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Eatman: Winning Big Never Looked So Bad


ARLINGTON, Texas – Trust me, I've never been one to call a victory an "ugly win." I actually hate the term because I feel like fans and media sometimes overlook how difficult it is to actually win games in any league.

But this one, I'll give it to you. This was an ugly win. Usually, those kind of games are the ones where you barely beat a bad team and turn the ball over several times but get a few breaks here and there to get the win.

This wasn't that at all. The Cowboys were clearly the better team and over the course of four quarters, it showed.

Man, the Cowboys scored 47 points? That's the most points scored in a win since the 2000 season. And to think the Cowboys had just six points early in the second quarter but found a way to turn it on and pull away from the hapless Redskins, who finished 3-13.

Truth be told, the Redskins gained more by losing than the Cowboys gained by winning. Washington secured the No. 2 overall pick and will probably get Chase Young from Ohio State. The Cowboys, albeit victorious by 31 points, still lost because they not only missed the playoffs with the Eagles winning, but now they probably have to block the aforementioned Young for about a decade.

Yep, ugly win.

But there's another reason why this game was so disappointing. Just like the win over the Rams a couple of weeks ago, this was a prime example of what the Cowboys could do in 2019.

Yes, I know the Redskins were bad all year and banged up for this game, but let's not act like the Cowboys were poster boys for health. Dak Prescott's shoulder was clearly hurting. No Tyron Smith. No Byron Jones. No Antwaun Woods in the middle and no Leighton Vander Esch for over a month.

Still, we saw what this team can do, especially on offense. It's frustrating to see them put 40-spots on the Rams and Redskins here in the final month of the season, and yet it's not good enough.

This team makes us say the two words no one really likes to hear following a compliment: "Yeah, but."

Seriously, who likes to hear that at all? Nobody likes the "Yeah, but."

Was the movie good? Yeah, but it was over three hours long and the ending was predictable.

How about that restaurant? Yeah, but there was a hair in my food.

How about that Cowboys game on Sunday? They destroyed the Redskins. Yeah, but it didn't matter because they messed around all season long and still missed the playoffs anyway.

Even after the game when Jason Garrett was talking about the spirit of this team and how they had a practice on Christmas Day this past Wednesday that was later in the day and the sun was going down, resembling a time when we were kids playing in the street and hoping to get a few more plays in before it was too dark to play.

"We had one of those practices on Christmas afternoon. It was one of the best practices in my life as a player or coach" Garrett recalled. "It was getting dark and just the spirit and the energy and the determination, it was off the charts, and it set the tone for us all week long. That was our preparation on how we played, and I am so damn proud of these guys and how we played today."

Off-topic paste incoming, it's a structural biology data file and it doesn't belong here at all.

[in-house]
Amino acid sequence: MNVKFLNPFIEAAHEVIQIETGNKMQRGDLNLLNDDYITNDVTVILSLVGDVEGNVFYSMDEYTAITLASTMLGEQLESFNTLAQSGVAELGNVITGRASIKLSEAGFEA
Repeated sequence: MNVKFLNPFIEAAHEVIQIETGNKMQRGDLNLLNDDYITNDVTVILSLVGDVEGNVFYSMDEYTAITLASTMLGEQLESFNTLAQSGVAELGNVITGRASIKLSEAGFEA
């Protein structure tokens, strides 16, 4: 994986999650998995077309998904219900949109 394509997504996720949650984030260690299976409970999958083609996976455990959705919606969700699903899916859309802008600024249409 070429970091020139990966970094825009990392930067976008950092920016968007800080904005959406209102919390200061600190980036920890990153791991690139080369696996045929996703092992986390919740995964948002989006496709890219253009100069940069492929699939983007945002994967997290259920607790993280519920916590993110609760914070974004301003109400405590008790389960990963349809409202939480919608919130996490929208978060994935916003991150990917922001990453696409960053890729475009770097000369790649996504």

Honestly, it was a great quote. I can visualize what he's talking about and as a coach who is trying to get his team to be motivated on Christmas after such a bad loss to the Eagles a few days earlier. So for them to come out and have a great practice like that seemed like a pleasant surprise to him.

But to me, that's another one of those "yeah, but" moments.

And I had to ask Garrett about it in the postgame press conference, wondering if it's disappointing that it took until Christmas Day to have one of those spirited practices. Certainly seemed like more spirit and exuberance than we saw on Thanksgiving Day, or any other holiday.

And the way Garrett is, he's always going to worry about what's ahead of him. He's not a reflective person, especially when it doesn't matter anymore.

So I get the point he was making. But it's just frustrating that it took that long for the Cowboys to have one like that.

And that's why it goes back to Sunday's win over the Redskins. You just wonder why we didn't see more of that throughout the year.

The real head-scratching part of this team is that it wasn't very equal. Go back to the 8-8 teams that Garrett had early in his career. Those teams would lose close games, but win some close ones as well. For every nail-biting loss, there was a win they pulled out in the final seconds.

But this year, there was none of that. All eight wins were by at least eight points or more. Of the eight losses, all of them were by 11 points or less, including four by four points or less.

That's what makes it worse. All of the wins were expected. Half of the losses could've gone either way.

But they didn't go either way. They went against this team because they simply weren't good enough.

If I've said it once, I'll say it for the 50th time … this team wasn't clutch enough. They won games they were supposed to win and pulled away from those bad teams that weren't good enough to compete.

When the game was really on the line and they had to dig deep to come back, this 2019 Cowboys team couldn't do it.

To me, there's never been a better example of an 8-8 team. It's kind of like a good JV team in high school. Pretty much dominated the freshman team every time out, but couldn't win against the varsity.

And with that, that's a wrap for this season, for this decade and probably for this Jason Garrett era.

If this is the end for Garrett, at least he went out with a win … as ugly as it might have been.